What to do After Overdose Reversal - Why ERs are Missing the Chance to Save Lives
Emergency departments all over the country are missing an opportunity to help a large demographic of people. With few exceptions, hospitals treat drug overdoses by reviving, stabilizing, and then discharging the patients. After overdose reversal, people struggling with addiction return to their everyday lives and tend to fall into their old destructive patterns unless they receive outside help. It is no wonder that those same patients often end up back in the emergency department with subsequent overdoses, some of which are fatal. If hospitals are willing to put some stepping stones in place to help this under-served population after the first overdose incident, many of those patients could go on to make a full recovery instead of winding up back in the ER. Continued after video:
Doctors Cannot Force Addiction Recovery
The argument could be made that recovery from addiction requires the patient to take initiative and make the effort to get better. Doctors cannot force their patients down a path to recovery. However, the same is true for dozens of other health conditions as well. If a type 2 diabetic patient with an eating disorder comes into the ER in a diabetic crisis, doctors stabilize the patient and then discharge him with a prescription for diabetes medication, a referral to an endocrinologist, and perhaps even referrals to a nutritionist for dietary help and a mental health counselor for therapy. In contrast, if a patient is admitted for a drug overdose, he or she is treated and discharged with no further help. Both addiction and type 2 diabetes can be managed with behavioral modification and ongoing medical assistance, but only one of these hypothetical patients will be offered a further treatment plan to manage his condition. Why are overdose patients overlooked when it comes to this critical second step?
Why Those Struggling With Addiction are Overlooked
Part of the issue lies with the fact that doctors and medical staff rarely have the training to understand addiction and recovery. Emergency doctors, in particular, are trained to deal with urgent crises and not with the sensitive and difficult recoveries that happen after their initial treatments. It can be easy for emergency workers to become desensitized to drug addiction and overdoses in certain communities, especially when they are constantly overworked, busy, and exposed to trauma on a daily basis. This is where a solid referral network could save thousands of lives every year. Hospital systems already use expansive networks with specialist physicians in order to make referrals for other medical conditions. Drug addiction treatment centers are a crucial piece of the puzzle to include in this network. Not every patient will follow up with the treatment center after a referral, but for some, this small helping hand could make the difference between life and death. Overdose reversal is just the first step toward the long path of recovery. Many more patients could be counseled to take that path if they are provided with adequate resources and a stepping stone.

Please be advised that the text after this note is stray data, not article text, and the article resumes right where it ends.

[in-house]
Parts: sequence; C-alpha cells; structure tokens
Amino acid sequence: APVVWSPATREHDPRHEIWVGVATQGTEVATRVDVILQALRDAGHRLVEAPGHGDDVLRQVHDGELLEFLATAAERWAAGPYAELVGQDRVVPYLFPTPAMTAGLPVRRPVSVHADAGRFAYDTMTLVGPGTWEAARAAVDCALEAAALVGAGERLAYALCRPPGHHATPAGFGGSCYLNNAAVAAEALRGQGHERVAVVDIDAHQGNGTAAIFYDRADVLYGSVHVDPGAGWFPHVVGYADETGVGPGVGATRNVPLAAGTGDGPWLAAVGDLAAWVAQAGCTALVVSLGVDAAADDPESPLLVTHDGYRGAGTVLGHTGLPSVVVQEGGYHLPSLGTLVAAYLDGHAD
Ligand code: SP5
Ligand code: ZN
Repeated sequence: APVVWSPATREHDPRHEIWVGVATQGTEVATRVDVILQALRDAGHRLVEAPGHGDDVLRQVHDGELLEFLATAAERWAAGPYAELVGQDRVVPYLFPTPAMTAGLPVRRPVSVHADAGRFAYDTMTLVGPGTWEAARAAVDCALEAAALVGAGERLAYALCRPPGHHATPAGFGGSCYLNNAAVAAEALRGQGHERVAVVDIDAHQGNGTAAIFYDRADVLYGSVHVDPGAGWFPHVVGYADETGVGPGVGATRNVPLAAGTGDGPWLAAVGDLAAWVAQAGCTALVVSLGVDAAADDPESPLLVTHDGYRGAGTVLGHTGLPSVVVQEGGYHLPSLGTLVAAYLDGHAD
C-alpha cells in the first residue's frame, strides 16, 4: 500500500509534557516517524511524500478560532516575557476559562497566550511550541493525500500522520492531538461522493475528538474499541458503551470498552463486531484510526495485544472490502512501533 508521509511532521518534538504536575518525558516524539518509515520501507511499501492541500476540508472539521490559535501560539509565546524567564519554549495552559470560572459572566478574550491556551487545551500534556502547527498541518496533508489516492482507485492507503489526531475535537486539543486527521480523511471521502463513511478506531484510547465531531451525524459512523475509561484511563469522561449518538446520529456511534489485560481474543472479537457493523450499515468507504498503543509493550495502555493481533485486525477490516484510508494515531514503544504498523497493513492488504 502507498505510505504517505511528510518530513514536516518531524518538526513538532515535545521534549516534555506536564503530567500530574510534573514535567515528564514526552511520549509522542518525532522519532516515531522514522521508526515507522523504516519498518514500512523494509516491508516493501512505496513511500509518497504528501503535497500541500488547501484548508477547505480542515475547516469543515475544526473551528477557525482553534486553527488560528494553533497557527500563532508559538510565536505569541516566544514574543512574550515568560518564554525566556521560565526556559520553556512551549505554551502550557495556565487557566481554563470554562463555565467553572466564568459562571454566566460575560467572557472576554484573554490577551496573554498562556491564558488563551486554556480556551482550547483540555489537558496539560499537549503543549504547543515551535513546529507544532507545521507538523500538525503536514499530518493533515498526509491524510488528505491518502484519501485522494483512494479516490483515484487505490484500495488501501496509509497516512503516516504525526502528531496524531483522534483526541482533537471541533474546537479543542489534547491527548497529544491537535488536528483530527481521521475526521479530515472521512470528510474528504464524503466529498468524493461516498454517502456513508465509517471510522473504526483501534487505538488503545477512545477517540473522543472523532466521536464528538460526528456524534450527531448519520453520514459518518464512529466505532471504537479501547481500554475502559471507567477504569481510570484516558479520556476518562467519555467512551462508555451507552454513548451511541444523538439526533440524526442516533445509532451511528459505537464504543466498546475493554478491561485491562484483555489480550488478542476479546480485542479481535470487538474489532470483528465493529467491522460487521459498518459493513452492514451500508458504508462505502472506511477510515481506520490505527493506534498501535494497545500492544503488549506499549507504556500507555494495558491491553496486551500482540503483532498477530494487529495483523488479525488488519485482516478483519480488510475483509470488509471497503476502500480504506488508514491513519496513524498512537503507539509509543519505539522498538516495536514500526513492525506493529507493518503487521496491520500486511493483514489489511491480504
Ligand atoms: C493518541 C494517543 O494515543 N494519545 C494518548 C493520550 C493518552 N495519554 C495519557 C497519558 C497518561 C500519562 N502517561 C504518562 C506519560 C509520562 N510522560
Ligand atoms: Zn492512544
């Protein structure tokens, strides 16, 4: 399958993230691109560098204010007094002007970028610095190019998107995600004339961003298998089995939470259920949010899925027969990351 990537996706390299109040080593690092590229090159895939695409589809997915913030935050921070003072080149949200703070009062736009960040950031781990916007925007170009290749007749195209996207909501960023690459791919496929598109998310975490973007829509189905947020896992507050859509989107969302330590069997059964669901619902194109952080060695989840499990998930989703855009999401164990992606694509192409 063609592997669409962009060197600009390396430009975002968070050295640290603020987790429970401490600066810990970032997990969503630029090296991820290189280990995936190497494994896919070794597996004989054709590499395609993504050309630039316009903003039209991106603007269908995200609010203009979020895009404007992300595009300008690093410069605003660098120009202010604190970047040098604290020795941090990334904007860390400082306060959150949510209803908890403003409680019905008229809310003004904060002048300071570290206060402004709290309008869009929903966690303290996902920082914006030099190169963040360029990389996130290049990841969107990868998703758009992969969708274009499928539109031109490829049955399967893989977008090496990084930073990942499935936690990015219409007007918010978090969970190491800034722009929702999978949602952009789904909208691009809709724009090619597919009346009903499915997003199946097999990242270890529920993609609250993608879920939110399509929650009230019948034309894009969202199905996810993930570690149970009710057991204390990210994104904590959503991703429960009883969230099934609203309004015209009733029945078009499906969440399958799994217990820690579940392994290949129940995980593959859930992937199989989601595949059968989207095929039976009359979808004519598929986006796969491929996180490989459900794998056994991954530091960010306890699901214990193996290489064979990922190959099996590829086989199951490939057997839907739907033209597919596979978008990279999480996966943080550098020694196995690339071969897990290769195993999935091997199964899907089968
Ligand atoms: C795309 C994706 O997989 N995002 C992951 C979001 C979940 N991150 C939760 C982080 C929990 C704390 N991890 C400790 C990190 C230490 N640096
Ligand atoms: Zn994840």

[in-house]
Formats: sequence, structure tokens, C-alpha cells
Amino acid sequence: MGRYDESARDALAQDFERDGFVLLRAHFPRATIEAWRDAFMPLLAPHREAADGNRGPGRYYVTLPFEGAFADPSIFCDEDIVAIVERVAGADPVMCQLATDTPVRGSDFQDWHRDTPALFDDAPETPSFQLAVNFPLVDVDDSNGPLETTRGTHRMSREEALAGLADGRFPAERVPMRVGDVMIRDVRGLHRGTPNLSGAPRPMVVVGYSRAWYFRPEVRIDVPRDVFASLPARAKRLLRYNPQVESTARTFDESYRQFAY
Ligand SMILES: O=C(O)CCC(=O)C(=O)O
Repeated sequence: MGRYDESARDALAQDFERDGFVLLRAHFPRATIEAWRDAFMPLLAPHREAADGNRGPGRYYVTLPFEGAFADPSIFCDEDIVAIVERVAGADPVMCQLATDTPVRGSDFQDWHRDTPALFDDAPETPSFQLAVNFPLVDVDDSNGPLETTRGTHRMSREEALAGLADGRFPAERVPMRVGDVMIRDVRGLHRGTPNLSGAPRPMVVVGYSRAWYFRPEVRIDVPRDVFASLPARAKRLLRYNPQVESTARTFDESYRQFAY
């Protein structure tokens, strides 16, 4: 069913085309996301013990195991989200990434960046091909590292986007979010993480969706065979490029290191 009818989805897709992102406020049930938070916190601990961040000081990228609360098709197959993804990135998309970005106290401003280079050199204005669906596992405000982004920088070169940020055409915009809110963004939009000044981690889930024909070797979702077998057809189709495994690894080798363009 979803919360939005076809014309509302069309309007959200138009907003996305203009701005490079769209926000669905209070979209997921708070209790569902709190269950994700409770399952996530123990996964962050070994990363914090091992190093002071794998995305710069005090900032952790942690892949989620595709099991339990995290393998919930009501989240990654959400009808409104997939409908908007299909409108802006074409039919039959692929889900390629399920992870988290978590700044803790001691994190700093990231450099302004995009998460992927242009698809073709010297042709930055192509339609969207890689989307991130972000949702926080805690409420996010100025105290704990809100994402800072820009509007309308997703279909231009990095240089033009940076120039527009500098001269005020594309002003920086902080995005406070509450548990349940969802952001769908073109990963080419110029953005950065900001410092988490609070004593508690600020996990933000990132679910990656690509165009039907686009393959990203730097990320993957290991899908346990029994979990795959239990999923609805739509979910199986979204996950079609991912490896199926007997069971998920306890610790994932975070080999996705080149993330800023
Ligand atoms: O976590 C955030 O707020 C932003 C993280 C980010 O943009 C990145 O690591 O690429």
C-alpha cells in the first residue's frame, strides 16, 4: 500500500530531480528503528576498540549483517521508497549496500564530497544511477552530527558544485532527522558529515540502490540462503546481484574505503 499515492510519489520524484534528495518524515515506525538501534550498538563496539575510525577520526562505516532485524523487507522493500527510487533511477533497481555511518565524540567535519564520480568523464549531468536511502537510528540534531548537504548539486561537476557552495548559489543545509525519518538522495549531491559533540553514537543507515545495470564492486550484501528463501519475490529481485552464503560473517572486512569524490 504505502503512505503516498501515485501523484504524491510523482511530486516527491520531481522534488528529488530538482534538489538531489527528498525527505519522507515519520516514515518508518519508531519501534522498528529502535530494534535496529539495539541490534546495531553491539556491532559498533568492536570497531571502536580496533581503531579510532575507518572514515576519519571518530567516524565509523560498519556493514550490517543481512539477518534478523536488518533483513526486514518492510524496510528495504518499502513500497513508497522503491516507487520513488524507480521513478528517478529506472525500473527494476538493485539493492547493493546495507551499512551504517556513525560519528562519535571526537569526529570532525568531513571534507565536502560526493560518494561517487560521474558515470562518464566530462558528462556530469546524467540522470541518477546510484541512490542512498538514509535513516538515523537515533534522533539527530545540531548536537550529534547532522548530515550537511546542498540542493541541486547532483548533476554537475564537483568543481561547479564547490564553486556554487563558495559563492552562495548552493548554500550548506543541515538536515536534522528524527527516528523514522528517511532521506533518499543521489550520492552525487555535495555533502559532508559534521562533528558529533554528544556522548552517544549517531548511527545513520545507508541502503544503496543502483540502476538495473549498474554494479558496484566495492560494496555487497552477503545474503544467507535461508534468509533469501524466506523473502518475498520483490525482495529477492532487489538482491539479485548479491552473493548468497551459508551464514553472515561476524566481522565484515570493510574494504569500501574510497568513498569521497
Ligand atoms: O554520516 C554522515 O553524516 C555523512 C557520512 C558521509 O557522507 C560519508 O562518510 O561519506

Long-Term Addiction Recovery
Full addiction recovery requires several key components such as a proper detox procedure, medication to ease withdrawal symptoms, a controlled and safe environment, and talk therapy. Standard hospitals rarely have the resources or space to take on patients experiencing acute withdrawal, let alone the prolonged recovery programs and counseling most people need in order to make a permanent change. However, for a person who just survived a severe drug overdose and was sent home without any further resources, making the effort to seek out specialized help often proves to be an insurmountable challenge. Emergency medical staff need to have a protocol on hand to bridge that gap and provide an easy transition to long-term care at a rehabilitation clinic.
Comprehensive Addiction Treatment
Specialists at drug treatment centers offer comprehensive and long-term assistance tailored to each patient’s individual needs. Long-term recovery care at one of these facilities will far exceed the short-term care offered in an ER or a standard hospital on an outpatient basis. If you are serious about recovery, there is no replacement for a dedicated addiction treatment center. Just as a diabetic patient with a life-threatening blood sugar level is not expected to make a full recovery entirely on his own, you should not expect yourself to combat a severe and life-threatening addiction on your own after an overdose reversal. If you need help, for yourself or for a loved one, your first step should be to reach out to an addiction treatment center. Contact Ocean Hills Recovery today for more information and help finding the resources you need to get better. You will receive effective intervention and detox services, followed by long-term, personalized drug treatment programs that are covered by most PPO insurance plans. There is no need to feel alone or helpless anymore. Ocean Hills Recovery will help you conquer your addiction and take ownership of your life again.